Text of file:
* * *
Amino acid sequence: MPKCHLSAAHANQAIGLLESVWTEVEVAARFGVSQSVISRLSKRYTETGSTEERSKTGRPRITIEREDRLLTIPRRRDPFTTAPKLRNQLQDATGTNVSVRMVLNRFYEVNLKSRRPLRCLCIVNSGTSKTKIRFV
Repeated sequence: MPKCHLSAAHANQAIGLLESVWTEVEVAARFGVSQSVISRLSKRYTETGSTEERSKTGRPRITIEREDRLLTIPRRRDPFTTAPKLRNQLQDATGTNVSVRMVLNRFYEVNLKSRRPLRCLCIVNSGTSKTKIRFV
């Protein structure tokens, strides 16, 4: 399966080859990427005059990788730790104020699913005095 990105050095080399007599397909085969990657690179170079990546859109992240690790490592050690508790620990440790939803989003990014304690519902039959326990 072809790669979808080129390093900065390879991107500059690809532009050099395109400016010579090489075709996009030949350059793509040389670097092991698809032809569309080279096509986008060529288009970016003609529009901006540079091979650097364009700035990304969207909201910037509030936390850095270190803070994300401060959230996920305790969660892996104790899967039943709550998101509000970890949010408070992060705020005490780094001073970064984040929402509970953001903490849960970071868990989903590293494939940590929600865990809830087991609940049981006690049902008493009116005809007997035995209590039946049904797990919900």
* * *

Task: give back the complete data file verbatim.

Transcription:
Amino acid sequence: MPKCHLSAAHANQAIGLLESVWTEVEVAARFGVSQSVISRLSKRYTETGSTEERSKTGRPRITIEREDRLLTIPRRRDPFTTAPKLRNQLQDATGTNVSVRMVLNRFYEVNLKSRRPLRCLCIVNSGTSKTKIRFV
Repeated sequence: MPKCHLSAAHANQAIGLLESVWTEVEVAARFGVSQSVISRLSKRYTETGSTEERSKTGRPRITIEREDRLLTIPRRRDPFTTAPKLRNQLQDATGTNVSVRMVLNRFYEVNLKSRRPLRCLCIVNSGTSKTKIRFV
């Protein structure tokens, strides 16, 4: 399966080859990427005059990788730790104020699913005095 990105050095080399007599397909085969990657690179170079990546859109992240690790490592050690508790620990440790939803989003990014304690519902039959326990 072809790669979808080129390093900065390879991107500059690809532009050099395109400016010579090489075709996009030949350059793509040389670097092991698809032809569309080279096509986008060529288009970016003609529009901006540079091979650097364009700035990304969207909201910037509030936390850095270190803070994300401060959230996920305790969660892996104790899967039943709550998101509000970890949010408070992060705020005490780094001073970064984040929402509970953001903490849960970071868990989903590293494939940590929600865990809830087991609940049981006690049902008493009116005809007997035995209590039946049904797990919900």